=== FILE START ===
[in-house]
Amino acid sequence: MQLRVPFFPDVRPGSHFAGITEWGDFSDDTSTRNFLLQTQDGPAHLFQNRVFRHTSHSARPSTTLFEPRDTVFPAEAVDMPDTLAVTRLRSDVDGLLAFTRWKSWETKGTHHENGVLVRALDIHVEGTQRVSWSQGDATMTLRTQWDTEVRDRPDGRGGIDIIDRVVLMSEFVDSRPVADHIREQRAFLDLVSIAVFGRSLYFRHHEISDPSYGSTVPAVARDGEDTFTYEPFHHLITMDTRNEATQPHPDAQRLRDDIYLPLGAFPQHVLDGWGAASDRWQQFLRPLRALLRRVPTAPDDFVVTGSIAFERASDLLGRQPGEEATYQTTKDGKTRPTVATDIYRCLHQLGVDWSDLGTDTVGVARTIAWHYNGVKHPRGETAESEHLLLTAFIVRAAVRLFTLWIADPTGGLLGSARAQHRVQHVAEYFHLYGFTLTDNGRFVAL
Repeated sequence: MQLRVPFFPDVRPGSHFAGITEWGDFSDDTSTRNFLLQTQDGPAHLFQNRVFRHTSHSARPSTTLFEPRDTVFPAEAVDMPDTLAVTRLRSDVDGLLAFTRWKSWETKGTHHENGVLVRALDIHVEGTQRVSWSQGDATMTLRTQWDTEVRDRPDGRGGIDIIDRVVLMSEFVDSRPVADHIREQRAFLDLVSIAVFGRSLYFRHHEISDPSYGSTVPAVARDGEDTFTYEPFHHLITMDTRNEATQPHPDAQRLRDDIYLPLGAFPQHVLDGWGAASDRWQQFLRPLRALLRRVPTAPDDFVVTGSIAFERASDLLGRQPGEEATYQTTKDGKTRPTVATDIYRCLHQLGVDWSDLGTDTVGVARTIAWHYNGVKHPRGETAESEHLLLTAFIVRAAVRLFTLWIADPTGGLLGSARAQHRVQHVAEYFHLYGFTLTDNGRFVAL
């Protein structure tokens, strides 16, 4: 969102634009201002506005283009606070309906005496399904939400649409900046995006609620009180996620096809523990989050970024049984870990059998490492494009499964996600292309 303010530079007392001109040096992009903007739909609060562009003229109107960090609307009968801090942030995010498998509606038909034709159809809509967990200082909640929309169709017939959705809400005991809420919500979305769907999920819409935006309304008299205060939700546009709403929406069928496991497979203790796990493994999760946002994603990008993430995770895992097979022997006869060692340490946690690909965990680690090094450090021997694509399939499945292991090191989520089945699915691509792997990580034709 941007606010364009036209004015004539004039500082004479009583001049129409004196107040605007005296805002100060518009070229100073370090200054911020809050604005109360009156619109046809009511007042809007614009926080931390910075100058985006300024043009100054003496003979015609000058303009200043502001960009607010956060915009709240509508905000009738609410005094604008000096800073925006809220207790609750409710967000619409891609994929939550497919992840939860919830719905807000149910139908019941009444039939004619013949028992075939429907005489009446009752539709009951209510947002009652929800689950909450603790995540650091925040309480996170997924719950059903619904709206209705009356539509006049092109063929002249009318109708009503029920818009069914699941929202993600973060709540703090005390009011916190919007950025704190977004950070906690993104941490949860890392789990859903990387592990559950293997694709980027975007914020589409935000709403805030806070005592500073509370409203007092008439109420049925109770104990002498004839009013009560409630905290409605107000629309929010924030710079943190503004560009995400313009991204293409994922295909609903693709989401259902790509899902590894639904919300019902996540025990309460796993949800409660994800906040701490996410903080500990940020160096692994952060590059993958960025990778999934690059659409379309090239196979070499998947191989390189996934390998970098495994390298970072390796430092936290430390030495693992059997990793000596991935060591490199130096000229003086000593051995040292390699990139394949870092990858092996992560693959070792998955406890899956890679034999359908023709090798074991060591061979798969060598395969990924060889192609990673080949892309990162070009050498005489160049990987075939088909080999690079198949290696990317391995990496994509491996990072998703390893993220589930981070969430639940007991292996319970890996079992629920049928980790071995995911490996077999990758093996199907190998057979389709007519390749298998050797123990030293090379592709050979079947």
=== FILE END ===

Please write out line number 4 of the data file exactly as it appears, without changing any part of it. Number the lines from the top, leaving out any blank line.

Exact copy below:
């Protein structure tokens, strides 16, 4: 969102634009201002506005283009606070309906005496399904939400649409900046995006609620009180996620096809523990989050970024049984870990059998490492494009499964996600292309 303010530079007392001109040096992009903007739909609060562009003229109107960090609307009968801090942030995010498998509606038909034709159809809509967990200082909640929309169709017939959705809400005991809420919500979305769907999920819409935006309304008299205060939700546009709403929406069928496991497979203790796990493994999760946002994603990008993430995770895992097979022997006869060692340490946690690909965990680690090094450090021997694509399939499945292991090191989520089945699915691509792997990580034709 941007606010364009036209004015004539004039500082004479009583001049129409004196107040605007005296805002100060518009070229100073370090200054911020809050604005109360009156619109046809009511007042809007614009926080931390910075100058985006300024043009100054003496003979015609000058303009200043502001960009607010956060915009709240509508905000009738609410005094604008000096800073925006809220207790609750409710967000619409891609994929939550497919992840939860919830719905807000149910139908019941009444039939004619013949028992075939429907005489009446009752539709009951209510947002009652929800689950909450603790995540650091925040309480996170997924719950059903619904709206209705009356539509006049092109063929002249009318109708009503029920818009069914699941929202993600973060709540703090005390009011916190919007950025704190977004950070906690993104941490949860890392789990859903990387592990559950293997694709980027975007914020589409935000709403805030806070005592500073509370409203007092008439109420049925109770104990002498004839009013009560409630905290409605107000629309929010924030710079943190503004560009995400313009991204293409994922295909609903693709989401259902790509899902590894639904919300019902996540025990309460796993949800409660994800906040701490996410903080500990940020160096692994952060590059993958960025990778999934690059659409379309090239196979070499998947191989390189996934390998970098495994390298970072390796430092936290430390030495693992059997990793000596991935060591490199130096000229003086000593051995040292390699990139394949870092990858092996992560693959070792998955406890899956890679034999359908023709090798074991060591061979798969060598395969990924060889192609990673080949892309990162070009050498005489160049990987075939088909080999690079198949290696990317391995990496994509491996990072998703390893993220589930981070969430639940007991292996319970890996079992629920049928980790071995995911490996077999990758093996199907190998057979389709007519390749298998050797123990030293090379592709050979079947």